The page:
The Myth of the Great Sales Closer

The Myth of the Great Sales Closer

I know many of you have seen it. I’m referring to that famous scene from the movie Glengarry Glen Ross where Alec Baldwin tells his lackluster sales team that the ABC’s of sales are “Always Be Closing.” It’s classic Hollywood and also a classic stereotype of sales people.

The Closer: Fact or Fiction

I don’t know how many times I’ve heard something similar to “great salespeople are great closers.” The implication is that sales people are smooth talkers, must have excellent closing techniques, maybe apply some pressure and sales will happen. Is that really what it takes to be successful at sales?  

You’ve probably run into the “closer” sales type now and again. When you do encounter this type of sales person, is it a positive or negative experience? And, you may not have to encounter a “closer” type of salesperson to have a negative opinion of sales people in general. Studies show that public trust in sales people is absolutely abysmal. Whether right or wrong, this is the perception of your buyers, regardless of what you sell.


In his book, To Sell is Human, Dan Pink performed a survey of over 10,000 people and their impressions of sales people. If we summed up the word most commonly used to describe sales people, those 10,000 people said “pushy”. This perception is so pervasive, I consider it universal in nature. How do we overcome these negative stereotypes, bad behaviors and misconceptions of professional sales people and yet create positive experiences for our buyers?

The Anti-Sales Guy

My professional career started in software engineering. I have the ultimate nerd badge, a degree in Computer Science. I found the science behind computers fascinating and that developing software based solutions was highly logical and organized. But along the way, I discovered that while working with the users of our software products, they needed a lot of hand-holding. At times they could not even clearly articulate what they wanted.

I found myself frequently translating between their needs and the capabilities of the computer. Actually, one of the most interesting parts of the job was helping users understand what they actually needed and then designing solutions that would meet those needs. It was a real lesson in listening, communicating and putting their needs first.

Eventually, I moved into large scale project management, then account management and ultimately sought out a quota-carrying sales position. I came into that position with the same negative impression of sales as everyone else. But, I resolved early in my career never to behave like the stereotype. I was going to be the anti-sales guy. No pressure tactics, no slick closing techniques, no obnoxious behavior. Throughout my career, the results were, and still are, amazing. And the most successful professional sales people I know, follow this same thought process.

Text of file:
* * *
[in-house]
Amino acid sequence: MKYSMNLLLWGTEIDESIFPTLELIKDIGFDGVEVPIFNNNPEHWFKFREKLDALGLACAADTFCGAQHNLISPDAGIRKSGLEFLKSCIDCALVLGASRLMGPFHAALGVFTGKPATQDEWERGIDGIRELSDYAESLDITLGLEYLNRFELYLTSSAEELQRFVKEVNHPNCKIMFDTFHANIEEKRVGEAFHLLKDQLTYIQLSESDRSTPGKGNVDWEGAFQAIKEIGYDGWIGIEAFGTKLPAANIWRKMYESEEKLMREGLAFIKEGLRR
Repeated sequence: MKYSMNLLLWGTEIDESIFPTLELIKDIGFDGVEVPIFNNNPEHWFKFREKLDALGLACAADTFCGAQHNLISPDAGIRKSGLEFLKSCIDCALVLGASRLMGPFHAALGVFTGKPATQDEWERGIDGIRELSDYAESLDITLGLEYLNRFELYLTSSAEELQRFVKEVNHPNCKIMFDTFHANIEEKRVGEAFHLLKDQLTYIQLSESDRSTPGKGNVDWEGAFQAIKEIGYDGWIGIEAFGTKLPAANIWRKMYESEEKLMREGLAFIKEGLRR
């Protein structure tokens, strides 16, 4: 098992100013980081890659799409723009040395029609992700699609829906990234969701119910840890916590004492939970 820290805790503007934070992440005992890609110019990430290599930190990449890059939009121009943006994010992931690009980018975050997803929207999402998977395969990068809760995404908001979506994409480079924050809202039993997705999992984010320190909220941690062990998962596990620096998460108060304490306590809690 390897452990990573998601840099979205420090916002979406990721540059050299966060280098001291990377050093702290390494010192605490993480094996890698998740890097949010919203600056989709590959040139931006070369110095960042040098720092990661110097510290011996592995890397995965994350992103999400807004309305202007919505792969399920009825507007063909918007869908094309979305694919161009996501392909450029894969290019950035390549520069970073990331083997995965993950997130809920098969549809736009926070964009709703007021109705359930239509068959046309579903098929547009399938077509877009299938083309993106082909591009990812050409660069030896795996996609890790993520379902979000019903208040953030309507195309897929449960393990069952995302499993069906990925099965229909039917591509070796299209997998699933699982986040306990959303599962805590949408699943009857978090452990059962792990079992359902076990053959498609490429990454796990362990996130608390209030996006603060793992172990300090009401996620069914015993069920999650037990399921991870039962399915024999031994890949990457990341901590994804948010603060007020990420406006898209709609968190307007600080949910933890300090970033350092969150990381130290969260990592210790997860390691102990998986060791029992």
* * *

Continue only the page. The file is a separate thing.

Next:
The Most Successful Sales People Do This

Here’s the essence of great sales behavior: ask great questions of your potential buyers. Why? Because if your buyer is talking, you’re learning about their needs. If you’re talking, or pitching something, you’re not learning anything. And the more you learn about your buyer’s needs, the better solution you can present to solve their challenge. People don’t really want to buy something, they want to solve a challenge or meet a need.

If you ask good questions of your potential buyers, and clearly understand their deepest needs, then move heaven and earth to solve those needs, do you think you will make more sales? And, don’t miss this, you will differentiate from those poor sales people that over talk, and under listen. Which type of sales professional would you rather deal with? Then, become that type of sales person and be a “true” closer of more deals.

If you’re leading an organization, the surest way to create a successful sales process and team, is to follow this pattern of deep inquiry into your customers’ or clients’ needs. If you look at the marketplace, you will notice that many teams do not follow this advice. This is your opportunity to create a team of closers who behave better than the rest.

If you want to go deeper on how this process works, please drop me a note. I’ll be glad to answer any questions.